11.06.2017 0

The real immigration battle is going to be over chain migration

C/O Constitution.com

By Printus LeBlanc

Following the New York City terrorist attack last week, many people were shocked to find out the attacker was an invited guest to the U.S., via the visa lottery program. The visa lottery program is the shiny object in the media right now, but the real danger is the chain migration that eventually brings an immigrant’s entire family to the U.S.

Current U.S. immigration policy is based on family reunification. This includes immediate relatives of U.S. citizens, a separate category from the families of legal permanent residents. Immediate relatives include spouses, children under 21, and parents.

But family reunification of immigrant arrivals in addition to U.S. citizens has also been a basis for admitting immigrants, but the priority went to the highly-educated and skilled. The promotion of family reunification originated with the 1952 Immigration and Nationality Act (INA). The INA established a hierarchy of family-based preferences, like parents, adult children, and adult siblings. However, priority still went to highly-educated or skilled immigrants.

The Immigration Act of 1965 (Hart-Celler Act) was the next piece of legislation to influence chain migration. The bill went beyond simply promoting family reunification and made it the priority of U.S. immigration policy. Chain migration categories now had preference over skilled and highly-educated immigrants. Restrictions were set at 170,000 per year.

The Immigration Act of 1990, S. 358 introduced by Sen. Ted Kennedy (D-Mass.), was the next significant piece of immigration legislation to effect chain migration. Family reunification not only remained the priority for U.S. Immigration policy in the bill, the numbers were substantially increased. It allowed 700,000 immigrants to come to the U.S. per year for the fiscal years 1992–1994, and 675,000 per year after that.

The 1990 Act brings us to current U.S. Immigration policy. U.S. Immigration policy is still based on family reunification instead of U.S. employment needs. Family-Chain categories — in addition from unlimited preferences for the immediate relatives of U.S. citizens — are now divided into four separate preferences.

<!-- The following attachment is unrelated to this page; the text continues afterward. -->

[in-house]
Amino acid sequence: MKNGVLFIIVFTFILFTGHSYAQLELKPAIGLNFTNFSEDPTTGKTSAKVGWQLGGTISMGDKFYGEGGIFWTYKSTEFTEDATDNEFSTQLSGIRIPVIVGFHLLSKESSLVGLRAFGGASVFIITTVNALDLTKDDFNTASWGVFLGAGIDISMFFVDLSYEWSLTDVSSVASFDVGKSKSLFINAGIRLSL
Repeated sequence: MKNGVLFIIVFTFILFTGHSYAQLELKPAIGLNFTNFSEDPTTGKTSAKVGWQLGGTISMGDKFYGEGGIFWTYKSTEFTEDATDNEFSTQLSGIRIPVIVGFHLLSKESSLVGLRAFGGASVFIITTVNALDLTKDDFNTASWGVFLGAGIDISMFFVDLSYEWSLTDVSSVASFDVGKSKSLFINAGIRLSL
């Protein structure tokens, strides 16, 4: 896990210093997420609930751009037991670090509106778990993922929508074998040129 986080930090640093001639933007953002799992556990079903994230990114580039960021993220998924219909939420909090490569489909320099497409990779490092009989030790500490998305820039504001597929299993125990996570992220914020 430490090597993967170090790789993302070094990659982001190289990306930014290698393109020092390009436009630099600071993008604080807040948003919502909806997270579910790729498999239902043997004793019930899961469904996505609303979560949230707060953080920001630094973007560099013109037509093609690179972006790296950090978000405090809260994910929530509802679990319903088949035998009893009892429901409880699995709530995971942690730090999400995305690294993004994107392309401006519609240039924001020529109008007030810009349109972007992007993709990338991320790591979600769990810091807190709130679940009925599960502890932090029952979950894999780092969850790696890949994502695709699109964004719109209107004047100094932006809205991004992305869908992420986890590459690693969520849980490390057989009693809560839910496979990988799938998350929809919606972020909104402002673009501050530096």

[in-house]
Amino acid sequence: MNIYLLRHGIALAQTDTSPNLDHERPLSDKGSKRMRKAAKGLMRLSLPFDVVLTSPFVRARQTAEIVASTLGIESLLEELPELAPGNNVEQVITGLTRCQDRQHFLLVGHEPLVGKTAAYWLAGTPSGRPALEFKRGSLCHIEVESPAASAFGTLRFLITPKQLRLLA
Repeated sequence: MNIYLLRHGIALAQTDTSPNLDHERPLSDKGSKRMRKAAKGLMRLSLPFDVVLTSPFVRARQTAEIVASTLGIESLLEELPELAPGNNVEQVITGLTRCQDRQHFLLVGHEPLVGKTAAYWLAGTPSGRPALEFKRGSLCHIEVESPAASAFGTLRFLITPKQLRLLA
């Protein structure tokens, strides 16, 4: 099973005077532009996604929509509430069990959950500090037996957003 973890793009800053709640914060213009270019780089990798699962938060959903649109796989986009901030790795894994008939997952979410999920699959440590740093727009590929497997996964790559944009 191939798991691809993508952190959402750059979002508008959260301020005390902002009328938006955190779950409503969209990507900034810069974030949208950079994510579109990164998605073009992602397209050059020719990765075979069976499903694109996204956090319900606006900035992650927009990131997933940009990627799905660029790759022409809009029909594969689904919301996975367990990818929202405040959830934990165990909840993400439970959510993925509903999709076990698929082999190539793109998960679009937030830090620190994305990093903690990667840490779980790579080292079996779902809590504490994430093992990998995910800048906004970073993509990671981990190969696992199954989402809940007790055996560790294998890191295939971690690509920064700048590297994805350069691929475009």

• 1stPreference: Unmarried sons/daughters of U.S. citizens and their children (capped at 23,400/year)
  • 2ndPreference: Spouses, children, and unmarried sons/daughters of green card holders (capped at 114,000/year)
  • 3rdPreference: Married sons/daughters of U.S. citizens and their spouses and children (capped at 23,400/year)
  • 4thPreference: Brothers/sisters of U.S. citizens (at least 21 years of age) and their spouses and children (capped at (65,000/year)

Although there a limited number of immediate family members a lawful permanent resident can bring into the U.S., once that person becomes a U.S. citizen, it becomes unlimited. That’s why it is called chain migration.

Theodore M. Hesburgh warned of the dangers of chain migration in Final Report: U.S. Immigration Policy and the National Interest for the U.S. Select Commission on Immigration and Refugee Policy stating, “Assume one foreign-born married couple, both naturalized, each with two siblings who are also married and each new nuclear family having three children. The foreign-born married couple may petition for the admission of their siblings. Each has a spouse and three children who come with their parents. Each spouse is a potential source for more immigration, and so it goes. It is possible that no less than 84 persons would become eligible for visas in a relatively short period of time.”